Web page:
Hersonski attempts to layer voices in a similar vein to Morris. In her film, which shows footage shot by Nazi-commissioned filmmakers of the Warsaw Ghetto, she interrupts the archive footage with freeze frames, voiceovers and images of survivors watching the film in an auditorium. The freeze frames usually highlight the gaze of one of the inhabitants of the Ghetto. These images seem to talk directly to me like nothing I have ever experienced in archive footage. The effect turns the archival or documentary image into a construction, what we might consider to be a fictionalised image. I am forced, unnaturally to linger my gaze for an uncomfortable amount of time on the faces (and particularly the gaze toward me) of these human figures. This is not an experience I can relate to my lived world or my general understanding of the Holocaust – people were not frozen in time as living beings who could gaze at others, they were dehumanized and murdered. I remember the Holocaust as an absence while these images give the deceased victims a long-lasting presence, but an uncanny, still one.

Also, by including the sequences of survivors watching the film, Hersonski positions me in the auditorium with them which seems to imply that I must watch the film from their point-of-view. However, this is problematic because the survivors’ experience of the footage is reminiscent of Meunier’s “home-movie” or “film-souvenir”. The survivors recall recognising people in these images which fragment a past belonging to them. It seems this technique was used to encourage the spectator to empathise with the survivors, however, for me it had a disturbingly opposite effect. I do not cry when I see a survivor cry, in fact I dry up – I am unable to cry. I feel as if I am intruding on their experience of a memory – a “home-movie” which I was not part of.

With such experiences of documentaries, can we ever really call a film “non-fiction”?

Vivian Sobchack (1999) Toward a Phenomenology of Non-Fictional Film Experience in Collecting Visible Evidence (1999), ed. Michael Renov and Jane Gaines, Minneapolis: University of Minnesota Press, 1999, 241-254.

An introduction to Biocca’s theory of ‘the phenomenal body’ and questions about its usefulness in emerging digital environments. 

In digital environments that involve an on-screen avatar, there appear to be two bodies to consider: the corporeal body through which we control the digital environment, and the digital body that appears to act upon the digital environment. Biocca (1997) has conceptualised the duality of the body across digital and non-digital environments as a constant tension or struggle to influence the phenomenal body, which can be thought of as our embodied presence in the world.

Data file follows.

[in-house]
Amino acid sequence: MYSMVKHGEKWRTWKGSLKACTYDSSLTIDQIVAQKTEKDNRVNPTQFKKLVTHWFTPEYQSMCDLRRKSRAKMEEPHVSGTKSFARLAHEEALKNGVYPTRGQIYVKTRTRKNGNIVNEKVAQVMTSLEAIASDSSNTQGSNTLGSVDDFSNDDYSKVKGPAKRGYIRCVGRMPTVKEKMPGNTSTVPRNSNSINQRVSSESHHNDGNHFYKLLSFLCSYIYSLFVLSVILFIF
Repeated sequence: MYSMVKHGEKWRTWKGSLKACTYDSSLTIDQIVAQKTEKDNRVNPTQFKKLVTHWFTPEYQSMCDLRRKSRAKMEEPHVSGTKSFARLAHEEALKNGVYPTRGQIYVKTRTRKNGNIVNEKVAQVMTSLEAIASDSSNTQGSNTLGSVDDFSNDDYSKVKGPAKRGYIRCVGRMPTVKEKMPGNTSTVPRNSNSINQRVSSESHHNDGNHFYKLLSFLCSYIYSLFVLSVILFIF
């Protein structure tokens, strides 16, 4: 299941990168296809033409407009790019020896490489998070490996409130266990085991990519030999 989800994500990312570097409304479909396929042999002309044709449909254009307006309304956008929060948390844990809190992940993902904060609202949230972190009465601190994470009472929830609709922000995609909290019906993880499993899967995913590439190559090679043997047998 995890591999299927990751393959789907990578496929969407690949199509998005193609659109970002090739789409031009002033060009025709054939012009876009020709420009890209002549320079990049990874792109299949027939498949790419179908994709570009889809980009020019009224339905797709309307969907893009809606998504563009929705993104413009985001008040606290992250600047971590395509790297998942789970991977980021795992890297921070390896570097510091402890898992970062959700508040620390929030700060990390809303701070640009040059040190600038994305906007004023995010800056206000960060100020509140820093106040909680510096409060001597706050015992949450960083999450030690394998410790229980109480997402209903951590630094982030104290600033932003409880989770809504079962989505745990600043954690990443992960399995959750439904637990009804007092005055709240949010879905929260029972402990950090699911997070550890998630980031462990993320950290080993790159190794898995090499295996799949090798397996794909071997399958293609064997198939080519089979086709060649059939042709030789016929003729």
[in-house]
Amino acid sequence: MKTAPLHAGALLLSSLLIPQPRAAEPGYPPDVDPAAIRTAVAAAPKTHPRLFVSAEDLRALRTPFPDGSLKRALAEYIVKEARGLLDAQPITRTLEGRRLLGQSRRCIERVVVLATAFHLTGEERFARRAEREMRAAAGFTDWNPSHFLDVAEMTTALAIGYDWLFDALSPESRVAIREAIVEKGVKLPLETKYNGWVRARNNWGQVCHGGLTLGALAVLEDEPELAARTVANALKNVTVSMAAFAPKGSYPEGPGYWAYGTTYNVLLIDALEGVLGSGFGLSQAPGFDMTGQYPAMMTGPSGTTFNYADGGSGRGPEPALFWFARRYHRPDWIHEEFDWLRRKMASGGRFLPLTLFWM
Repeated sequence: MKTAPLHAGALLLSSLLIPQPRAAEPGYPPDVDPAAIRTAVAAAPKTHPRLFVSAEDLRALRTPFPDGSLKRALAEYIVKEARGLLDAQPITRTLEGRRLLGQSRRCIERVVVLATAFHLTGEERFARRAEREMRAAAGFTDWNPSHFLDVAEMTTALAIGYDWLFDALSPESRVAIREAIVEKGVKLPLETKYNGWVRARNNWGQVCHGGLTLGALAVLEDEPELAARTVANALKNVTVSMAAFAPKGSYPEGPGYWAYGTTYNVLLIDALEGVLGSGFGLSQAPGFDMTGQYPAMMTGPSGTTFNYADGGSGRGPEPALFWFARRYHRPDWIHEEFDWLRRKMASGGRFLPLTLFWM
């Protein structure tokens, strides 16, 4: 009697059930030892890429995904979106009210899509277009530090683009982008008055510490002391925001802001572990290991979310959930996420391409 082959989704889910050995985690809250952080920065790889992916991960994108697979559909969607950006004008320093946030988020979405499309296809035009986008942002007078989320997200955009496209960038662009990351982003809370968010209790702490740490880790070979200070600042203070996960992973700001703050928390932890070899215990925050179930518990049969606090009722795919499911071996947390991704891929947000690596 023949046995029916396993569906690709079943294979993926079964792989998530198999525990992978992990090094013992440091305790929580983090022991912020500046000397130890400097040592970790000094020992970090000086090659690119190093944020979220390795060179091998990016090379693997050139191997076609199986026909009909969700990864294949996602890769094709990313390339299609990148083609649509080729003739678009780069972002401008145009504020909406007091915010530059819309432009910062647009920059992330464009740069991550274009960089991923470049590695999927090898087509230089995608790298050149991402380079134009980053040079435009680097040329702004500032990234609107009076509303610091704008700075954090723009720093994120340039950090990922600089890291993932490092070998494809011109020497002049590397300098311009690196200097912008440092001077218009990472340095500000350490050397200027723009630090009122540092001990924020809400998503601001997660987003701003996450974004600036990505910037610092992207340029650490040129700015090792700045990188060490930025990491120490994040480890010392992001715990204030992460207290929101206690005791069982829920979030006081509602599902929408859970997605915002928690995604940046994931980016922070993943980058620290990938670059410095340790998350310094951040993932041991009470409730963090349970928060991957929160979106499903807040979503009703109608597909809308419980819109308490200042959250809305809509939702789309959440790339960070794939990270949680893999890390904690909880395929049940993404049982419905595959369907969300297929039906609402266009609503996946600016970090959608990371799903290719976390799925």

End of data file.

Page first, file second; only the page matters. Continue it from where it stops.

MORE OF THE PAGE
When we interact with digital environments, the phenomenal body arises as a result of experiences in both digital and non-digital domains via both the digital and the corporeal body. At times we may become so engrossed in a digital environments that our corporeal bodies are forgotten or rather, they become less important to the phenomenal body. Alternatively, if the digital body is unconvincing as a set of semiotic resources (e.g. as a result of lack of customizability), the phenomenal body will be more related to corporeal experience and less related to digital manifestations of the body.

What about in digital environments where there is no avatar? In tangible interfaces, the corporeal body influences both the physical and the digital world. The corporeal body controls (and is seen to be in control of) physical and digital representations. So in cases like this, is the corporeal body also the digital body, or has the distinction become an unnecessary or unhelpful one to make?

Biocca, F. (1997, August). The cyborg’s dilemma: Embodiment in virtual environments. Retrieved online 07.06.2013:

By Victoria Grace Walden

An exploration of our sense of embodiment in memorial spaces and how this relates to remembering the past.

In my MA thesis I outlined seven modes of Holocaust commemoration. One of these modes I called the “affective mode” which I defined as: “memorials designed to engage the spectator with a sensuous response to the Holocaust; memorials that provoke affect” (Walden, 2011).

One of the memorials I explored was the Denkmal für die ermordeten Juden Europäs, Berlin (The Memorial for the Murdered Jews in Europe).